Creation is not an innocent act! It is the beginning of history and the possibility of evolution. It would be the end of innocence if, from the beginning, this creative process did not happen over and over again. It always starts with innocence, the fool’s road, demanding the courage to take risks, to experiment with the unknown.”
— Dr. Edith Wallace
Dr. Edith Wallace (1909-2004) was born and raised in Germany. She began her PhD in Philosophy in Germany and left the country during World War II. She received her M.D. and PhD degrees in Italy, and after completing her education she fled Italy to seek safety in London. Working in London during the Blitz, Wallace took time during her breaks to visit used bookstores on Tottman Road, where she found The Way of all Women, a book by Esther Harding, an early student of Jung’s. Awe struck with the material, Wallace began working with Harding, going on to receive her Jungian training in Zurich with Mrs. Emma Jung and C.G. Jung. In 1951, Wallace began practicing psychiatry and sometime later Jungian analysis in New York City.
Wallace began working with tissue paper as an art material in 1970 while in England studying at Sherborne, a school run by J.G. Bennett. She discovered the art mediums she had been using were limited in their scope of expression and thus began working with tissue paper in the form of collage, which was a mirror, in effect, to look more deeply into one’s life. Devoting her life to the search for truth, Wallace went on to evolve her tissue paper collage work into a process engaging participants in image making, storytelling, movement, meditation and reflective group process. She facilitated Tissue Paper Collage Playshops across the U.S., Canada and Europe for many decades.
Recognizing a need to trust the self-regulating function of the psyche—in what Jung called the Self and Wallace referred to as the creative process or the inner guide—she always talked about the tissue paper having a mind of its own. The tissue paper as a medium offers a freedom of expression that the individual is not in control of: images arising from tissue paper collages are somatic representations of inner states of being. Wallace’s intention with this process was to inspire wholeness, integration, and individuation with the intention of a deeper connection to the cosmos.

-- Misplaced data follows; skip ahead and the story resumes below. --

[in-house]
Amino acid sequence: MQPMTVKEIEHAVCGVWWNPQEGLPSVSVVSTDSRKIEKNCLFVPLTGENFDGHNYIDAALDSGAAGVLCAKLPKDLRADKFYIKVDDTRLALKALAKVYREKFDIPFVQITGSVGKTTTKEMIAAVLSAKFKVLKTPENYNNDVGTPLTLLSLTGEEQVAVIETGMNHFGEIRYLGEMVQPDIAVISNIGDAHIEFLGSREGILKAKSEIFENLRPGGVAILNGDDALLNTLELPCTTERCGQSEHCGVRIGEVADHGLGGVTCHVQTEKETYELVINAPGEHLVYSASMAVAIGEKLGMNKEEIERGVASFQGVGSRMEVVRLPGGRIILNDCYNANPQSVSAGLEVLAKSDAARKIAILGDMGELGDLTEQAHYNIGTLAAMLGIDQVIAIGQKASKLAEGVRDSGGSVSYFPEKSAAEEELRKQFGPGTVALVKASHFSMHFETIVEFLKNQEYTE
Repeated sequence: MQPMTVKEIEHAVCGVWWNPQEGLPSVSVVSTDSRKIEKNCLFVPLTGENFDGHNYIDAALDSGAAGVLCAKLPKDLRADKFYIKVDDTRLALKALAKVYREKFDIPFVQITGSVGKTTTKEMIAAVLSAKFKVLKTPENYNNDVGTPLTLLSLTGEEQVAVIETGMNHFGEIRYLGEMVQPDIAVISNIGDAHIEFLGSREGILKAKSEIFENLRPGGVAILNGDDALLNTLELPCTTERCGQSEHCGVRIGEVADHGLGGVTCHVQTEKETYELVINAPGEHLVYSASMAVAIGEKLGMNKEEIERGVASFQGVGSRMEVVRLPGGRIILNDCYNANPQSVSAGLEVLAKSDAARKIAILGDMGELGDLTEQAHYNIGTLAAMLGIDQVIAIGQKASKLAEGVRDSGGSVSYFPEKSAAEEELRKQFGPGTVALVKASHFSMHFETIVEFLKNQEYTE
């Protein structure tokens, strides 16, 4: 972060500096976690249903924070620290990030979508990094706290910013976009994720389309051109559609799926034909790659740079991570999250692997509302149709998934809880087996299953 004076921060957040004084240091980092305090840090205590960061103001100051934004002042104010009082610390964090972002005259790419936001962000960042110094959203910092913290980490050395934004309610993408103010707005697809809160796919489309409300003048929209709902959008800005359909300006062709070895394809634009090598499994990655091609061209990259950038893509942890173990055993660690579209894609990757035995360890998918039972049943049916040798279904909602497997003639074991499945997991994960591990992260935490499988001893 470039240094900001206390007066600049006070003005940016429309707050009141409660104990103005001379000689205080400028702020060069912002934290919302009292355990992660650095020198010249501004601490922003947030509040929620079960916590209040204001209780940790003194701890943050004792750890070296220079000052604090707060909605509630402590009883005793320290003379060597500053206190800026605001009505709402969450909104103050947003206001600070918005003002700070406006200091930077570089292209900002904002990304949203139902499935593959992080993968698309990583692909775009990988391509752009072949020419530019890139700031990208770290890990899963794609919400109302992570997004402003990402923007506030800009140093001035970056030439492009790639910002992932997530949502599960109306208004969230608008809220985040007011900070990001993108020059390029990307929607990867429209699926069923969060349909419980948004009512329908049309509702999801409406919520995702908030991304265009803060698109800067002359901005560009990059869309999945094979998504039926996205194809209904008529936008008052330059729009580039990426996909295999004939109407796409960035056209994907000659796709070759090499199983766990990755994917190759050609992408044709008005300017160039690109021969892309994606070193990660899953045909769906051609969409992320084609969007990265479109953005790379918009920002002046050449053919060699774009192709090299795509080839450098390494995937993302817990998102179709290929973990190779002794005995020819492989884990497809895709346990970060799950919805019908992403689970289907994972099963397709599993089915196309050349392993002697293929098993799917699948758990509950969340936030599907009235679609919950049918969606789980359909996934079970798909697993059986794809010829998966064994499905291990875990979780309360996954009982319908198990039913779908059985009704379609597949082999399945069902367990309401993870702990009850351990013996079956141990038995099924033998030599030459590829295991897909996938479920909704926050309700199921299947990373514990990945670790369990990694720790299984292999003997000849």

C.G. Jung’s technique of active imagination was an integral part of her work. In the book Approaches to Art Therapy, Wallace wrote a chapter on active imagination entitled Healing through the Visual Arts¹ . She shared the importance of working with images, stating: “Since the image precedes the word, we can through images (as well as through body movement) evoke unknown aspects of the psyche and bring them to the light of consciousness; this results in understanding and often healing. For healing to take place, however, we must take the consequences of what we have understood and bring our understanding into the reality of lived life. I have chosen one method-that of active imagination-which deals with images and is based on the fact that we must trust such images, which arise from the depth of the psyche. This method presupposes that truth resides in the unconscious-not only on a personal, ego level, but as a profound historical truth-and is manifested in archetypal images arising from the collective unconscious.
The central archetype which Jung called the ‘Self’ is of special importance as a healing factor. It has a regulating, stabilizing function, compensating for any imbalance that might arise. It could also be called one’s inner wisdom and guide; I like to call it the ‘creative source.”
Affiliated with the New York Jung Institute for many years, Wallace lectured on Jungian based theory dealing with transformation, art, and healing. She was on the staff of the Institute for Expressive Analysis, and editor emeritus of the Journal for the Arts in Psychotherapy. Wallace published her first book, A Queen's Quest: Pilgrimage for Individuation in June 1990. Her second book, How It All Began and How It Continued: No End! was published in 2000.
The Tissue Paper Collage Process is Wallace’s legacy. She created a way for individuals to find their own inner wisdom by rediscovering their creativity and a sense of joy in the process. Towards the end of her life, the images she made became her guides and teachers. She deeply touched many individuals who sought out her wisdom and guidance.